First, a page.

Out Status:
    Some people
    Thank you @Chip for giving me so much clarity about my situation. I always thought that if you were a therapist, that means either you are working on yourself or have worked on yourself. I'm very disappointed in my therapist. I sent her a message telling her my concerns and disappointment, but all I get is radio silence. She's not even responsive. I hate that it's taking her so long to even message me back. Unresponsiveness is very triggering for me, because I have been emotionally neglected throughout my life, and I am getting a similar treatment from the one person who is supposed to be attuned to my emotions. I think I'm going to cancel my next session with her. I'm done.
     
    Parker22 and Tightrope like this.
  14. Chip

    Board Member Admin Team Advisor Full Member

    Joined:
    May 9, 2008
    Messages:
    16,076
    Likes Received:
    3,945
    Location:
    northern CA
    Gender:
    Male
    Gender Pronoun:
    He
    Sexual Orientation:
    Gay
    Out Status:
    Out to everyone
    I'm sorry you're having this experience. It, unfortunately, is not uncommon to have multiple bad therapists. I wish I had advice to tell you for sure how to find a good one but I dno't have anything bulletproof.

    It does sound like this one is not a good fit, especially if you've shared your concerns, she knows your history about unresponsiveness and how it affects you, and she is still nonresponsive. My therapist that I saw for a number of years would always call or text back within 24 hours, and often even made herself available for emergencies when she was on vacation.

    I'm sure you can find someone who will be a good fit. Just take your time, talk to several, read about their style, approach, and theoretical orientation, and trust your gut.
     
  15. Tightrope

    Full Member

    Joined:
    May 31, 2013
    Messages:
    5,102
    Likes Received:
    261
    Location:
    USA
    Gender:
    Male
    Gender Pronoun:
    He
    Sexual Orientation:
    Bisexual
    Out Status:
    Some people
    I had to look up this thread. I had seen it and didn't have the time to write a proper response.

    I find it troubling that a therapist who went as far as mentioning human sexuality as an area of specialty to have trouble talking about it. They know that many clients will come in and have trouble talking about this. It's their job to make you more comfortable to talk about it, or let you take it as far as you can without coming unglued. The radio silence is not good.

    I am hoping the O.P. returns to let us know about the cancellation and what happened after that. I think that a new therapist might be needed.

    I have stopped seeing my therapist for a few months now. When I started up with this therapist, he asked me about my sexual history during the first session. I told him with broad strokes, which were honest. I have wanted to talk about it later, during other sessions. That would be in addition to talking about other things. He is a man of few words - too few words. He didn't have much to say when I wanted to explore , analyze, and intellectualize things about sexuality and relationships. Therapists are supposed to take courses in human sexuality in their schooling, keep up their continuing education, and I'd be hard pressed to find a therapist who hasn't had to deal with LGBT - sexual minority issues. How can it NOT come up if they've been doing this for a while?!? Looking back, I just think my therapist was nosy and then didn't want to do more work with it. He had only a few pet projects and areas where he wanted to dig in deeper. Another thing he was good at was criticizing my approach to any situation requiring interaction that I described to him.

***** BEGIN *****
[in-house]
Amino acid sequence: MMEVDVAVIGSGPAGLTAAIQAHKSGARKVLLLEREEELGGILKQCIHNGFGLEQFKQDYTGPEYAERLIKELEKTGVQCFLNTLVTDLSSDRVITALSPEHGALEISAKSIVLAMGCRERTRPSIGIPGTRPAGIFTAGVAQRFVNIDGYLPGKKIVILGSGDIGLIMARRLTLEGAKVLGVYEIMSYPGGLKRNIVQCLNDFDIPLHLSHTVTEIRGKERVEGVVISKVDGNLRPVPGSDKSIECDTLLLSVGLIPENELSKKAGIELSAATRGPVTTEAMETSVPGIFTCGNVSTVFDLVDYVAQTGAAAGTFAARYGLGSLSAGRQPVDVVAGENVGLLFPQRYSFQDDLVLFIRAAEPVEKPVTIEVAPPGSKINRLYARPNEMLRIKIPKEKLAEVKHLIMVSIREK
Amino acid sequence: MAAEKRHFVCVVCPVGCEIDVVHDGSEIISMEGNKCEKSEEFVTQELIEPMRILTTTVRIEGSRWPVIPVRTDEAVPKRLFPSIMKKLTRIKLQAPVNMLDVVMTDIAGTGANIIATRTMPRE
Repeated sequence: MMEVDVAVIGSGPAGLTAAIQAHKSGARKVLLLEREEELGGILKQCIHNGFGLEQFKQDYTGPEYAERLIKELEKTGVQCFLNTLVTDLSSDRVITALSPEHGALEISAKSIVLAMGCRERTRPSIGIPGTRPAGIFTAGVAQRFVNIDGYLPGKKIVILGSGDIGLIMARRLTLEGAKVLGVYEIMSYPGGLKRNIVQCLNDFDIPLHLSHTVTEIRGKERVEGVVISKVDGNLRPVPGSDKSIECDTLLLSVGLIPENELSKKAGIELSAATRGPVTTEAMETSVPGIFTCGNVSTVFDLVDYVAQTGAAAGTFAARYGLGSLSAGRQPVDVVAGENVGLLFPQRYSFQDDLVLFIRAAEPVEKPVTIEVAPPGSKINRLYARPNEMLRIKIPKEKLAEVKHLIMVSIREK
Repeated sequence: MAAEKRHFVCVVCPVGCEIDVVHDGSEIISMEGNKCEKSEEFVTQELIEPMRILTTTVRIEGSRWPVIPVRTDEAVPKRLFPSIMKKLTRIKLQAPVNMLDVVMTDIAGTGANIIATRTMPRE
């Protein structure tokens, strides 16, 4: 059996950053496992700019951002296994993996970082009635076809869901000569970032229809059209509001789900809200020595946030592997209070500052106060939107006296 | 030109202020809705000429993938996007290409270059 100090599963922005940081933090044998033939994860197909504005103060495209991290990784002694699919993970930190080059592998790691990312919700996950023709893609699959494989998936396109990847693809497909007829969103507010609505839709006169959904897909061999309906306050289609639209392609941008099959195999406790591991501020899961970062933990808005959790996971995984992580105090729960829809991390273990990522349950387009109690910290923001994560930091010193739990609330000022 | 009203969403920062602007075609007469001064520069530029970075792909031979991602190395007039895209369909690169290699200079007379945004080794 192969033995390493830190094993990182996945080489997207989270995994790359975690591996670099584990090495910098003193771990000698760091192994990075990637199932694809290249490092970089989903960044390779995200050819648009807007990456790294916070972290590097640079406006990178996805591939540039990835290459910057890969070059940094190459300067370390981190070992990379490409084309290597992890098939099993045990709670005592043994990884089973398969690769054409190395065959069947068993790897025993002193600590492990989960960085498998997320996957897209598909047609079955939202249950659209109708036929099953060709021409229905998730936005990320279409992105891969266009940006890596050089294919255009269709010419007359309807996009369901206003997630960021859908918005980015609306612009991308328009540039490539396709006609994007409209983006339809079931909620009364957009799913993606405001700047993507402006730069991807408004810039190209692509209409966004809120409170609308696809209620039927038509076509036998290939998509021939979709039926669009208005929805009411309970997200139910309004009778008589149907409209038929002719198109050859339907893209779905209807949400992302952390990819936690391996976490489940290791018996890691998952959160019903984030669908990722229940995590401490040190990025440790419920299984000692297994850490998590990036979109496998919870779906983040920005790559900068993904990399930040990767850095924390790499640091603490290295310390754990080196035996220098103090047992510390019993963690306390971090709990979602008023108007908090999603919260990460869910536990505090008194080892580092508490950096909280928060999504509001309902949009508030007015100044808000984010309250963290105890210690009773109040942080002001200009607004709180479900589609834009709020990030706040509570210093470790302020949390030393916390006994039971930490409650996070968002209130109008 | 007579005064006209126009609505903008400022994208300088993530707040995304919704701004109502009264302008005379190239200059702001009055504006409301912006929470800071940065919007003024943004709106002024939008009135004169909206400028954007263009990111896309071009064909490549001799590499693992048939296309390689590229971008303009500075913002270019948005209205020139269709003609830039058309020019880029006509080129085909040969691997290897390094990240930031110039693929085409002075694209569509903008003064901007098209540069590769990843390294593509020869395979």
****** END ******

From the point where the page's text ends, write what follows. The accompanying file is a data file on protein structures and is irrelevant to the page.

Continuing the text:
He e-mailed me not too long ago because the pause I have taken has lasted months and this upset my placid bubble I'm enjoying for now. That's because the pause feels right. I was polite enough to return his e-mail within a day and tell him that with the holidays and some other things going on, I don't have much to say in a therapeutic setting.

    LGBT - sexual minority life experiences are an important area and an area where therapy needs to be individualized. I applaud therapists when they try, are sensitive to where the client might be, and can work with different situations. I don't much care for it when there is a militant one-size-fits-all therapy style or when they choose to bury their heads in the sand and avoid it, act about as naive about it as kids playing doctor, or are not up to the task.

    I see that many of us like to avoid confrontation. I try to. In a way, I blame myself for not asking some tougher questions during the initial sessions. I'm also mad at the pandemic! It made it hard to look for and switch therapists.

    jjusa, let us know what has happened since we last heard from you.
     
  16. jjusa

    Regular Member

    Joined:
    Jan 8, 2021
    Messages:
    194
    Likes Received:
    64
    Location:
    USA
    Gender:
    Female
    Gender Pronoun:
    She
    Sexual Orientation:
    Other
    Out Status:
    Some people
    Hi all,